Migratory Birds: Linking Science & Management in a Changing Climate

 Nov 23, 2015    by Madeleine Rubenstein

I recently joined the National Climate Change and Wildlife Science Center (NCCWSC) as a Biologist through the Presidential Management Fellowship program (PMF). As a master’s student at the Yale School of Forestry and Environmental Studies, I knew that I was interested in joining the federal government but was unsure about which agency or department would best align with my interests in applied ecology, wildlife conservation, and natural resource management. Near the end of my studies, I attended a conference where one presentation after another highlighted the incredible research happening at USGS. I decided then that I would apply for the PMF with the goal of joining USGS. In late July, I was delighted to start a position with NCCWSC that spoke to my interests in migratory birds, the impacts of climate change on biological communities, and the links between science, management, and policy.

The PMF program was originally established by President Carter in 1977, with the goal of encouraging graduate students to join federal service. The program emphasizes leadership and a commitment to the public interest, and provides fellows with a two-year appointment at a federal agency and extensive training opportunities. During their appointment, PMFs also may spend 4-6 months at a different department or agency, so that at the end of their fellowship, they have gained broad exposure to multiple facets of the federal government.

In my current position with NCCWSC, I am working to develop a cohesive research program on the impacts of climate change on migratory birds for NCCWSC and the DOI Climate Science Centers (CSCs). Our goal is to provide scientific information to managers and decision makers on how climate change may affect migratory birds, with the ultimate mission of supporting conservation and sustainable management at national and continental scales. The field of migratory bird research is extremely important to a wide range of stakeholders, both in its own right and because birds can serve as highly visible indicators of broader environmental change.

Red Knots Red Knots. Photo: USGS http://gallery.usgs.gov/

In Alaska, for example, migratory birds are already demonstrating multiple responses to climate change—some songbirds like the Lapland longspur have changed the timing of their breeding to coincide with earlier snow melt, while some water birds like Brant geese have shifted where they feed in response to climate-driven changes in food availability. Because bird populations are well-monitored (through projects like eBird), looking for changes in bird numbers, distribution, and health can tell us a lot about other changes in the environment.

Many organizations, from other federal agencies to non-profits and academic institutions, have already conducted extensive research on migratory birds and climate change. Yet there remains much that we don’t know about how climate change will affect migratory birds. Climate change is likely to bring about complex changes in how birds are distributed across a landscape; when they migrate; how much and where food is available to them, as well as how birds interact with other species. How will sea level rise affect the amount of available habitat for shore and wetland birds on the Atlantic and Pacific Coasts? How might drought change the wetlands available for breeding birds in the Prairie Pothole region? If amounts of snow and ice change around the Great Lakes, how might this impact the survival of dabbling ducks? Questions such as these reflect the great uncertainty still surrounding migratory bird response to climate change.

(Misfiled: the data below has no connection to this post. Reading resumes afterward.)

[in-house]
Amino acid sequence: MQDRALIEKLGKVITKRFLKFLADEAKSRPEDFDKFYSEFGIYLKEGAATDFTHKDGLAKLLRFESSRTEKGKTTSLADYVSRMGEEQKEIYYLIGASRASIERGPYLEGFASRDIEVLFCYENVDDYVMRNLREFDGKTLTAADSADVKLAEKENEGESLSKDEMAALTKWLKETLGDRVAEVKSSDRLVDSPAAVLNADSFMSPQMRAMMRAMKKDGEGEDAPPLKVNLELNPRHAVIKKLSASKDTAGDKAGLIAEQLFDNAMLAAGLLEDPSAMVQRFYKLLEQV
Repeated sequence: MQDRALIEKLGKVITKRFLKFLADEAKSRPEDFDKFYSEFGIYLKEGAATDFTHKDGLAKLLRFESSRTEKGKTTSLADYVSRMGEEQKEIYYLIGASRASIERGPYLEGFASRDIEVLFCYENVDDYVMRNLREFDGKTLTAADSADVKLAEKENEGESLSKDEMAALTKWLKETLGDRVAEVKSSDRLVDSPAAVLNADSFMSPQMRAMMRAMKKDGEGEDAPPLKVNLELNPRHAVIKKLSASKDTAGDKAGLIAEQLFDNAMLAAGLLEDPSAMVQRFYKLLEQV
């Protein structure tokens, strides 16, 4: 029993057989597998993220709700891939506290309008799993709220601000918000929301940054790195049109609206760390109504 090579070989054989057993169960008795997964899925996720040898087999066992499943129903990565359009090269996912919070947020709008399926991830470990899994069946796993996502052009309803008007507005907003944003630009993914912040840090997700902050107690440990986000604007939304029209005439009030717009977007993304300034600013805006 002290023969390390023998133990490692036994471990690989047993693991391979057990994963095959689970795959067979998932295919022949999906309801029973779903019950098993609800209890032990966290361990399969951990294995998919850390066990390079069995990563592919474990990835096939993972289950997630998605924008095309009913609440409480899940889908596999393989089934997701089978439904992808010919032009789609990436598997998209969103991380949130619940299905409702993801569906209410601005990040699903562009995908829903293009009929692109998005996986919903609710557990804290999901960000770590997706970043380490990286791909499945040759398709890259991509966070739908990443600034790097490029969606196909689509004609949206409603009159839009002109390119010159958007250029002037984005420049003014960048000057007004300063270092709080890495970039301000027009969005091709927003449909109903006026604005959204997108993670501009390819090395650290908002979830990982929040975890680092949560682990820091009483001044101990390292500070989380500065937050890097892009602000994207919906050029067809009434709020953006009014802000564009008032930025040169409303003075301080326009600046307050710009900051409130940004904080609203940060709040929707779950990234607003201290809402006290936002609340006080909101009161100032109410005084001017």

Compounding the gaps in scientific knowledge, there is much uncertainty over what actions could or should be taken to successfully conserve and manage these species. Drawing the links between gaps in scientific knowledge and responding to needs of land and wildlife managers is a key part of the NCCWSC mission, and it is a challenge which will likely play a central role in this migratory bird initiative.

There are two important preliminary steps in the development of this research program-- the first is to synthesize and summarize the work that we have already done at NCCWSC & the CSCs. The second, happening in parallel, is to clearly understand the current work of other agencies, research institutes, and non-governmental organizations on migratory birds, so that our future program can be complementary and not duplicative of existing efforts. This is where my work currently stands—trying simultaneously to understand what work we’ve done so far, what work is being done by others, defining a niche for NCCWSC and the CSCs, and starting to develop the main tenets of this research program.

Hermit Thrush. Photo: USGS http://gallery.usgs.gov/

Thus far, I’ve had the privilege of meeting with USGS researchers at Patuxent Wildlife Research Center, who manage several important bird research programs, including the Breeding Bird Survey (BBS). The BBS, which was established in the 1960s, provides an important source of long-term, annual data for over 400 species of birds that breed in North America. Numerous research projects have arisen from this program, including a project which is developing indicators of climate change using BBS data. In addition, I’ve been able to meet with several U.S. FWS National Wildlife Refuge Managers; coordinators with the Landscape Conservation Cooperatives; and one representative of the Joint Ventures. I look forward to meeting with more scientists and managers over the next two years, to learning more about how changes in our climate may shape the future of migratory birds, and what we as scientists and managers can do to effectively respond to that change.


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Broad Tailed Hummingbird. Photo: USGS, http://gallery.usgs.gov/